Last call, Colorado.
Gov. Jared Polis announced the mandate during a Tuesday news conference. The new rule is expected to take effect before the weekend, and last for 30 days.
The new rule is expected to take effect before the weekend, and last for 30 days.
“Anybody who has been drunk just knows this inherently; your best goals around social distancing and your best intents just fall by the wayside,” Polis said, per The Associated Press. “If you’re in a group of 50 or 100 people where folks are inebriated, inhibitions are reduced.”
The booze ban applies to all establishments with a liquor license, such as bars, restaurants, and breweries, Fox 21 reported. While these businesses are welcome to remain open after 10 p.m., they can’t serve liquor after that time.
Normally, last call in Colorado is 2 a.m.
Colorado Governor Jared Polis puts on his face mask after concluding a news conference on the state’s efforts against the novel coronavirus on July 21. (AP Photo/David Zalubowski)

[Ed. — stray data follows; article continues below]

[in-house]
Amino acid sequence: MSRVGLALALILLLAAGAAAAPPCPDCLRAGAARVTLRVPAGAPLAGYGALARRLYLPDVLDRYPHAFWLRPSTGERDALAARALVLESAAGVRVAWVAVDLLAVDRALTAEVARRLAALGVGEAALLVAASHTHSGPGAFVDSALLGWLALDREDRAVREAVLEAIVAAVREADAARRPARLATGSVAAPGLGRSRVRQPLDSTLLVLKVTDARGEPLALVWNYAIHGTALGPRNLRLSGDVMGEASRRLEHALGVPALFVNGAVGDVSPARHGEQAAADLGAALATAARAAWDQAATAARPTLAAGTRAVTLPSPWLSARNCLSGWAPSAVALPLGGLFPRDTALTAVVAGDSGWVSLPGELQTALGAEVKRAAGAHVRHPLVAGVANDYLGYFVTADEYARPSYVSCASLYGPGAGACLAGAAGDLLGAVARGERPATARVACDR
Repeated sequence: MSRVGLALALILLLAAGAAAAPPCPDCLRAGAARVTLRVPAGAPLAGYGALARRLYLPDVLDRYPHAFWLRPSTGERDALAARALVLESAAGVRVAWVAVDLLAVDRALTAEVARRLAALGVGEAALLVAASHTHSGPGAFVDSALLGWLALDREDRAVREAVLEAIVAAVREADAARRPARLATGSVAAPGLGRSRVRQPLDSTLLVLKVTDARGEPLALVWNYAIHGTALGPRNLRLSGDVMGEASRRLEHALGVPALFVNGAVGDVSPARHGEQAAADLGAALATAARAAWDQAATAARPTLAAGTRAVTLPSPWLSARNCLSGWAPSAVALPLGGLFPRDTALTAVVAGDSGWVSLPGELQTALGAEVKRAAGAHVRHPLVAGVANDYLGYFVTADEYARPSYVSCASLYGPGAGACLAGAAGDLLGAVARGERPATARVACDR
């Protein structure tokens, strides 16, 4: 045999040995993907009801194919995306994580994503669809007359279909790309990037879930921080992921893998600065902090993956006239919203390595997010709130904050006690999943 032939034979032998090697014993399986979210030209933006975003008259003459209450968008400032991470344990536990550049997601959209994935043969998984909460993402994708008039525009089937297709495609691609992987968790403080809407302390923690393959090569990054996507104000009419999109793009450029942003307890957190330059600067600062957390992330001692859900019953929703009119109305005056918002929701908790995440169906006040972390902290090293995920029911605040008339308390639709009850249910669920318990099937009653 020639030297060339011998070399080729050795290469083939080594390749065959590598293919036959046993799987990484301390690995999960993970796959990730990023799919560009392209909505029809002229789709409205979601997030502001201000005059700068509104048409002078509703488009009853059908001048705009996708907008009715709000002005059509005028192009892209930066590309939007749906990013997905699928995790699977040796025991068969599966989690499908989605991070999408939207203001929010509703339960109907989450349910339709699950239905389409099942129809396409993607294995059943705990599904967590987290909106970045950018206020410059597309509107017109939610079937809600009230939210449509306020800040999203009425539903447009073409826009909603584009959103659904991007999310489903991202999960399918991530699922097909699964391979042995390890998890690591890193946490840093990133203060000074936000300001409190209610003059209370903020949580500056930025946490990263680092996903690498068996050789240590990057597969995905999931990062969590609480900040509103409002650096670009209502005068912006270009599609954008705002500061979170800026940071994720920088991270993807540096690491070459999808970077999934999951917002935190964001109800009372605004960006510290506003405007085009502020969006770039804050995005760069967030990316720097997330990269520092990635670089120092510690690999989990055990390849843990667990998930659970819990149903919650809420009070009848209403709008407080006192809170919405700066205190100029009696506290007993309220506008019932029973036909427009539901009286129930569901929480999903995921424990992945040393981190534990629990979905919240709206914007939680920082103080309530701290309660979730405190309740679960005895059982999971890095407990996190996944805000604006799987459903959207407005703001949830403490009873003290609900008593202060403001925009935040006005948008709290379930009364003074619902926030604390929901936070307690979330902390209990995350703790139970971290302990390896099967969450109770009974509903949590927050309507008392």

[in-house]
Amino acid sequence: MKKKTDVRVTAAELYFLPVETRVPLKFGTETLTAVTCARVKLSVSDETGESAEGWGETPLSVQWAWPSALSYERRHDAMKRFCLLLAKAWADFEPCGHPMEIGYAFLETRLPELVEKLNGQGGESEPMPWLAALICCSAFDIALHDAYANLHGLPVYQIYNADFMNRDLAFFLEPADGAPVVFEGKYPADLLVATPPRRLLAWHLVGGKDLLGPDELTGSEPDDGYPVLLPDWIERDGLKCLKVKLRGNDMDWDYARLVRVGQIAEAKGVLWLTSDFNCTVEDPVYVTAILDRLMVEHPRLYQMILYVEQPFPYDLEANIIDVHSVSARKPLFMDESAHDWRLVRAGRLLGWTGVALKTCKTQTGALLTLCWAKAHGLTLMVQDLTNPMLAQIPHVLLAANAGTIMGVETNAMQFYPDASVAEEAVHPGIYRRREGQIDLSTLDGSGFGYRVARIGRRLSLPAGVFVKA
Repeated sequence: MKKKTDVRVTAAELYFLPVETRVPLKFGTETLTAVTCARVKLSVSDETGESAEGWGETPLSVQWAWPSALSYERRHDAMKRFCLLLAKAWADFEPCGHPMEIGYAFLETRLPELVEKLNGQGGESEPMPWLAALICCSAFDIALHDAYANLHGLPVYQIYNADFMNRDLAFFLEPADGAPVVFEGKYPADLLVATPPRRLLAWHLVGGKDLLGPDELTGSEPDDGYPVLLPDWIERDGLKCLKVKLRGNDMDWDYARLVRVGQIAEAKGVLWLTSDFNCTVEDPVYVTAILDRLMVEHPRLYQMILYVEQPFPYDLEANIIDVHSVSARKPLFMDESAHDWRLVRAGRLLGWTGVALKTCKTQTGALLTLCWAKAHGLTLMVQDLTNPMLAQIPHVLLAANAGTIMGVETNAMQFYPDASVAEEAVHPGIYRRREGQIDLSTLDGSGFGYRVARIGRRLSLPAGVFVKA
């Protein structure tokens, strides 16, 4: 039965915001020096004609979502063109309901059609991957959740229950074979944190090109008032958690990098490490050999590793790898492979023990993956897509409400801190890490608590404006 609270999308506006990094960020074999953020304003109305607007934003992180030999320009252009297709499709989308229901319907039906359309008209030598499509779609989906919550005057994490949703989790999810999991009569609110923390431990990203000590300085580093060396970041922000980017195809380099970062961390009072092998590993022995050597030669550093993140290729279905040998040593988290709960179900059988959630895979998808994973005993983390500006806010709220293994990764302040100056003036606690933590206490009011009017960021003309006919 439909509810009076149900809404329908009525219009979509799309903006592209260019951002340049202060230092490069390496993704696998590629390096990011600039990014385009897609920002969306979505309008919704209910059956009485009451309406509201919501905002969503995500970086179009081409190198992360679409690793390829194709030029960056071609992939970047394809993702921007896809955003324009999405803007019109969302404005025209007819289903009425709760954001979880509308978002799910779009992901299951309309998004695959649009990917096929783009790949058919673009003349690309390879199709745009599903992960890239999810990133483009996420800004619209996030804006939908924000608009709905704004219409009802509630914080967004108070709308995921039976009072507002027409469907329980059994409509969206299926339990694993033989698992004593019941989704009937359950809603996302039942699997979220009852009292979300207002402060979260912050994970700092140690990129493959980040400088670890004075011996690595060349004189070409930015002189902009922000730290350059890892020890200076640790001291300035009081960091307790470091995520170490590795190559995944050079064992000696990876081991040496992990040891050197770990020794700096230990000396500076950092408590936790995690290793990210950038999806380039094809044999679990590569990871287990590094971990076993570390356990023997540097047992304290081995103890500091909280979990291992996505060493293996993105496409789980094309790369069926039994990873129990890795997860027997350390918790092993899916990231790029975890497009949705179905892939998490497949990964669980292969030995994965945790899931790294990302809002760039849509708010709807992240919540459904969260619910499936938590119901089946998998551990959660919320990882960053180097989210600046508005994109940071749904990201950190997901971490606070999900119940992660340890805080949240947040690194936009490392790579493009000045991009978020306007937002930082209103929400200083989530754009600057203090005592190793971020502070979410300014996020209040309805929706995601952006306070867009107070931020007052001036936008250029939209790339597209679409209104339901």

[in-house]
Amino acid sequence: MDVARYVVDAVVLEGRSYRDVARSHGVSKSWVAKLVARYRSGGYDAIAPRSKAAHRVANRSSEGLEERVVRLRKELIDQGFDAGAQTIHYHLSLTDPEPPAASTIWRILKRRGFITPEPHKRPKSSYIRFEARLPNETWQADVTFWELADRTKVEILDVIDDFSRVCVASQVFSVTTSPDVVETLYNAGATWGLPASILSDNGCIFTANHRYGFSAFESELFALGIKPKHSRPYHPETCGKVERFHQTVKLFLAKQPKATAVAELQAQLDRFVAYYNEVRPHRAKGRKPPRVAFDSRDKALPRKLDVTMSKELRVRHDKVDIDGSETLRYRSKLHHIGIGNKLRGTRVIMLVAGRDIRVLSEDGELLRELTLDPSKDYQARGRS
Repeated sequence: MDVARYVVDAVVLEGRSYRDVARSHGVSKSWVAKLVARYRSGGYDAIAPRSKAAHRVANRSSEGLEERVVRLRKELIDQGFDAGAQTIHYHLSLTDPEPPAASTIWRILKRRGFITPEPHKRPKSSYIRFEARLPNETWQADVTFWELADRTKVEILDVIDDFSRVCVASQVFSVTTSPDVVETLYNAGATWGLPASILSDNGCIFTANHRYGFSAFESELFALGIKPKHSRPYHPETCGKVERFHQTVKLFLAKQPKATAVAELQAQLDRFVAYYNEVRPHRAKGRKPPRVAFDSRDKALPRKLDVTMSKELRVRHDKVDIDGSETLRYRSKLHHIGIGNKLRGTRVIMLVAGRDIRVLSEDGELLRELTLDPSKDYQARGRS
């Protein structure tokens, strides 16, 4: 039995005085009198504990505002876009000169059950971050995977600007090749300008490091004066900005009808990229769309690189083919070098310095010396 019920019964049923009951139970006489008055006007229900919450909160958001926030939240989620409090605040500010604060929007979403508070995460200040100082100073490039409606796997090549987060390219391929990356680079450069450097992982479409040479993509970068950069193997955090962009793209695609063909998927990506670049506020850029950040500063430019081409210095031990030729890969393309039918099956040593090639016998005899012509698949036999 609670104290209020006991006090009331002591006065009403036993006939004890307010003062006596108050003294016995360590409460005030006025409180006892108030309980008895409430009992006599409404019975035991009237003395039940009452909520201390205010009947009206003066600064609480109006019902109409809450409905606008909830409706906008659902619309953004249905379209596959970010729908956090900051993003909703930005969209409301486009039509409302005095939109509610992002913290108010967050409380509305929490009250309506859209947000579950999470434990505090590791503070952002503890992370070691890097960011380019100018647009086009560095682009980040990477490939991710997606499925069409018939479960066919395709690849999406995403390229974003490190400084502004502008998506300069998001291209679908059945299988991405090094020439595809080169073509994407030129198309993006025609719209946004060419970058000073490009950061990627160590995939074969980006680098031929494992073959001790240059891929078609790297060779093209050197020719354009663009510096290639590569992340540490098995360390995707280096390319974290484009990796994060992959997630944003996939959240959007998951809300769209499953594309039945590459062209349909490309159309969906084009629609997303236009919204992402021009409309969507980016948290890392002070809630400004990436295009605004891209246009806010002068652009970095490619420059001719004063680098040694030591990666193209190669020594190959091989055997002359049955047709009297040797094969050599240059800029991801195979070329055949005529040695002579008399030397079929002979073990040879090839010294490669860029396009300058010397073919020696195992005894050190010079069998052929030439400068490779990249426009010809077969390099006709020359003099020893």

Bars and nightclubs in the state were ordered to close at the end of June as Colorado saw an uptick in COVID-19 cases, but those serving food and operating restaurants could stay open, the Associated Press reports.
Sonia Riggs, CEO of the Colorado Restaurant Association, voiced her disappointment with the governor’s latest decision.
“This is a major blow to an industry that is already suffering gravely,” Riggs said. “We’d like to see the data that backs up this decision, especially as it’s our understanding that restaurants account for just 4 percent of the outbreaks in this state.”
According to Polis, bar traffic plunged by about 80 percent in April and May, as compared to the same time last year. However, as the state slowly began reopening its economy, watering holes became popular again, which has reportedly contributed to a spike in COVID-19 cases among 20- to 29-year-olds.
“The problem with this one in the pandemic is they’re not just taking a risk for themselves,” the governor argued. “They’re taking a risk for older Coloradans as well, their parents, their grandparents, because we don’t live in bubbles.”
State health officials say that 40,000 people have tested positive for the viral disease, which has claimed the lives of 1,700.
The Associated Press contributed to this report.